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5 Tips For Working With Freelancers

5 Tips For Working With Freelancers

Tips To Maximize Project Efficiency

Outsourcing to freelancers can help save you time, and money.

If you’re a one-women led business like mine, and launching a mobile application then you have endless tasks.  Applying for grants, and to business accelerators is a full-time job within itself.  If you’re working with limited resources, and no coding skills, and a short timeline, what’s a small business owner to do?

Self-employment to the rescue!

That’s where being able to work with freelancers comes in handy.  You can work with anyone around the world via email and video conferencing.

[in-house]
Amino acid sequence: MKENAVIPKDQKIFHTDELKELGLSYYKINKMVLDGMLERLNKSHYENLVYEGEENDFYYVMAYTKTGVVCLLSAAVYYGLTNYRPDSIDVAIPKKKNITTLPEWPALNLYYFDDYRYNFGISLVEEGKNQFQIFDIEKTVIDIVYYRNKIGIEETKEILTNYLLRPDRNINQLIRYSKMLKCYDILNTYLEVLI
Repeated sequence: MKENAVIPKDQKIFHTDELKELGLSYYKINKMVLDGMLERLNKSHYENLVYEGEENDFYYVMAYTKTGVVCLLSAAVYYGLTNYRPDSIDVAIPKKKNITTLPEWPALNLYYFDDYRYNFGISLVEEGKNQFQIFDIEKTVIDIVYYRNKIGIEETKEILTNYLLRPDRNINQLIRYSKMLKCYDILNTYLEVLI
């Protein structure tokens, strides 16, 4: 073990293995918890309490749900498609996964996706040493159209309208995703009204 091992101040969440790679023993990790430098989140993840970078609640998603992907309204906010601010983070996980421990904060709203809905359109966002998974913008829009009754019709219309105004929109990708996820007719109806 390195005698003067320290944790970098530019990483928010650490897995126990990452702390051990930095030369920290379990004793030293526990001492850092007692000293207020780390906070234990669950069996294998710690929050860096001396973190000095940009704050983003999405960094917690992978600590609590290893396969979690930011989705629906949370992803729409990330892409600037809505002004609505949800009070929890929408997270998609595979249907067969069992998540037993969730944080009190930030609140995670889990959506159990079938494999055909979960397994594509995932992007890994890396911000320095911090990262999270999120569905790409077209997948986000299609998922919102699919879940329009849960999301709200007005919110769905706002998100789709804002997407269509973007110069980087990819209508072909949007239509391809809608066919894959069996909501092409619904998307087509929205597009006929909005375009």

Working with freelancers as projects arise gives you the flexibility of not having the responsibilities as an employer, and the possibility of finding the best talent for every project.

However, when you decide to hire a freelancer, you need more than just ratings, skills, and past reviews.  To get the best results, you need to go a step further.

Here are a few tips to hire and work with freelancers anywhere in the world:

Budget Expectations

If you’re using a freelancing platform like Upwork then you have the option of choosing a fixed price or per hour.  I’ve always chosen the fixed price option because I want freelancers to know this is what I am willing to pay.  If they don’t like the price most people will not waste their time and apply and those that do don’t hire them.  *Consider breaking payments into milestones.  It helps set a deadline, but it also pays the freelancer for the work they completed and provides motivation to complete the remaining work on time.